War broke out in Russia, the Germans advanced, and the Russians scrambled to prepare for a fight and many casualties.

Basia Gurewicz took her own steps to secure her family's well-being during the war. She immediately went to the store and purchased many loaves of stale bread. She toasted the loaves, making them crisp and giving them a longer shelf life—thus she would have the bread when food became scarce during what was expected to be a prolonged war.

As the war continued, the Russians evacuated women and children, including the Gurewiczes, from Moscow to the mountainous area of Ivanovka, Russia.

Supplies in the stores slowly dwindled, but the Gurewicz family had their backup bread to break some of their hunger.

When war had broken out, the patriarch of the family, Nachum, had been enlisted into the Russian army. He was stationed for a time at the entrance of Moscow, a city that the Germans bombarded for eighteen months straight. Later he received a job as a supply officer in the employ of one of the higher-ranking officers.

Being stationed near a large city gave him the opportunity to continue his kosher diet and to keep Shabbat and the Jewish holidays. To Nachum, being in Moscow was also an opportunity to assist other Jews who were in desperate need.

Mulik Gurewicz
Mulik Gurewicz
At one point, Nachum suffered from an ulcer and was placed in a military hospital. The family considered that a good period of time, as they at least knew where their father was. Nachum shared a hospital room with another Jewish soldier.

Even though Basia was occupied with supporting her family, three times a week, she would make the long trip to visit her husband. In the army, he had been able to fend for himself with regard to finding and preparing kosher food, but he would not be able to while lying in pain on a hospital bed, so she brought him kosher food.

Later, their son Mulik would recall the one time that his mother took him along to visit his father during those few weeks that he was in the hospital.

Following the war, the Gurewitz family escaped the Soviet Union using forged Polish passports. The family remained in Europe for a time, but later they moved to Australia, where they were one of the founders of the Chabad-Lubavitch community.

Mulik married Chava, and in 1964, they moved with their two children to Israel.

The Wait for the Clerk

Basia Gurewicz
Basia Gurewicz
At first they lived at a relative's house in Jerusalem, where Mulik found a job which gave them financial stability. A short while later, they found an apartment that they wanted to purchase. However, to purchase it they would need a loan guarantee from the Jewish Agency.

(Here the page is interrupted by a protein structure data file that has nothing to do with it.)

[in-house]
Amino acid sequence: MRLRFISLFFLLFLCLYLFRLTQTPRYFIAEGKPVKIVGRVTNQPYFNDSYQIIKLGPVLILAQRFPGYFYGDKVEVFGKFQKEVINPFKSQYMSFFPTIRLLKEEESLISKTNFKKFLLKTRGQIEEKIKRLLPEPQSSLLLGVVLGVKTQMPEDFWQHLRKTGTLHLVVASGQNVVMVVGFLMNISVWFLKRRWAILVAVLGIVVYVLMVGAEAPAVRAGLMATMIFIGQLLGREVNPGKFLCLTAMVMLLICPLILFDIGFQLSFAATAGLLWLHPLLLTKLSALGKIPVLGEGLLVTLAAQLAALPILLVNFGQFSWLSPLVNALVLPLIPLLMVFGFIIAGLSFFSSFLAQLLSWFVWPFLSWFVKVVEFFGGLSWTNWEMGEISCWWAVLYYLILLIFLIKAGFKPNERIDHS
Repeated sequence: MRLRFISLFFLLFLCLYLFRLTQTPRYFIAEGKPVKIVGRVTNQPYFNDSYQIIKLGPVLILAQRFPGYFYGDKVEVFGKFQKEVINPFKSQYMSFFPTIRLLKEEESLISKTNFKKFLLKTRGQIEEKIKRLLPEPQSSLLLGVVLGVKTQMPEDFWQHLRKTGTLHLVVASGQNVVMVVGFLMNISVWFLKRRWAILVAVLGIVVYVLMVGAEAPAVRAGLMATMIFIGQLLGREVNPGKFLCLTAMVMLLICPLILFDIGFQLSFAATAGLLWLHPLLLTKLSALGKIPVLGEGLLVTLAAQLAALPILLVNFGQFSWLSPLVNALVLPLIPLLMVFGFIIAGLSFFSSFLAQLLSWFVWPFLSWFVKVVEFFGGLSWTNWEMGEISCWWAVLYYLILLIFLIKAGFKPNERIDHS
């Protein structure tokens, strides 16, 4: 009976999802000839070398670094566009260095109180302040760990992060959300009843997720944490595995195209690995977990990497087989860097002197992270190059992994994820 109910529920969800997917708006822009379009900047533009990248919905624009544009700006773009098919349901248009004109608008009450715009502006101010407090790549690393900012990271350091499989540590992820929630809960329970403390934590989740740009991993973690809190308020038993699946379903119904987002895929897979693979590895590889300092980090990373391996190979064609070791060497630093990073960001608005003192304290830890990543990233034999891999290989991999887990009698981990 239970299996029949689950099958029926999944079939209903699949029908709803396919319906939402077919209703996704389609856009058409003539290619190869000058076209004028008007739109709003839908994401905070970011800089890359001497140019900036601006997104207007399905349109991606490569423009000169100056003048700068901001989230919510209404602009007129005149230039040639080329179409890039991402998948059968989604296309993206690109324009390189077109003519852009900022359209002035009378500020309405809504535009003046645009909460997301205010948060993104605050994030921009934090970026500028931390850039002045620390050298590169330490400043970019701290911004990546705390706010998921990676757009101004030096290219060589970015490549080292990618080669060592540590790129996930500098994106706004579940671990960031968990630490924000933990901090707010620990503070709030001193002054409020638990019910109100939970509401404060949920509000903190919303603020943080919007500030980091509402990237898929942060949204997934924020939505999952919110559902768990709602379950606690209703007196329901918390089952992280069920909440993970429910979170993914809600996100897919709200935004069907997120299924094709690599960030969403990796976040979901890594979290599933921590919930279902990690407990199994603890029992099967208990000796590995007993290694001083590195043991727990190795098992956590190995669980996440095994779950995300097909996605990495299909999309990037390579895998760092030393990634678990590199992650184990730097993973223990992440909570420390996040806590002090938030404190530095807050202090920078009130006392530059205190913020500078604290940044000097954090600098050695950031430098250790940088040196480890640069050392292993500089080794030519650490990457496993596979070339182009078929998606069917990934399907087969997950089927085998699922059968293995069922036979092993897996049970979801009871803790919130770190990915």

Mulik made the trip several times to the office of the Jewish Agency. Every one of Mulik's trips turned out to be futile. He would have to wait many hours to reach a clerk, who would tell him that the people he needed to see were not there.

Mulik learned about Israeli bureaucracy the hard way. It was not as if he could just take any day off to go to the agency and wait in line. But he learned that many had to do this for months on end, until they actually received their signed paper with a guarantee for a loan. The long, hot days and the difficulty of traveling from his home in Jerusalem to Tel Aviv did not ease his frustration.

One such morning, Mulik, after two weeks of coming every day, anticipated the same speech from the clerk. This time, however, there was a new clerk, so the excuse would at least come from a different voice...

While his waited his turn, he noticed that this new person seemed a little nicer, though who knew if that would actually make any difference?

In less than half an hour he was sitting in front of the clerk. Mulik handed him his Australian passport.

"So where were you born?" the clerk asks.


"In your passport it says Poland," the clerk said.

So Mulik explained to him the story of his family's escape from Russia in 1946.

"So the passport is forged?"

Chava and Mulik Gurewicz
Chava and Mulik Gurewicz
Mulik explained to him that the information in the passport was true, just the nationality was not the correct one.

It seemed that the clerk understood the situation, and he began examining the other details of the passport.

"I was also in Russia during World War II," the clerk began to relate to him. "I was a soldier in the Soviet forces, and I was lying in the hospital next to a man who had the same family name as you. His wife would bring him food every few days, because he adhered to the kosher dietary laws."

Shivers went down Mulik's back as he remembered that day he went to go visit his father in the hospital. As the clerk continued to describe his time in the hospital, he could not hold himself back any longer.

"That man was my father, and that was my mother bringing the food," Mulik said. Mulik told him that, in fact, he himself once went with his mother to the hospital.

The clerk looked at Mulik in silence, stunned at the Divine Providence involved in this meeting. In disbelief, he inquired about his roommate's family, and Mulik answered his questions.

The clerk, contemplating all that had happened, told Mulik: "You know what your father would do with the food once your mother left?"

Mulik thought to himself, "That's simple, father would eat the food, and quickly. Since he would not touch any other food, he was very hungry."

"He would split the food with me," said the clerk, answering his own question. "So that I would also eat kosher food."

He asked Mulik exactly what it was that he needed. Mulik told him that he needed five signatures to guarantee his loan. The clerk told him to stay seated while he went to another room.

Ten minutes later he came back with all the signatures Mulik needed. He left that day with the paper that would secure him his mortgage... and a lesson in love for one's fellow.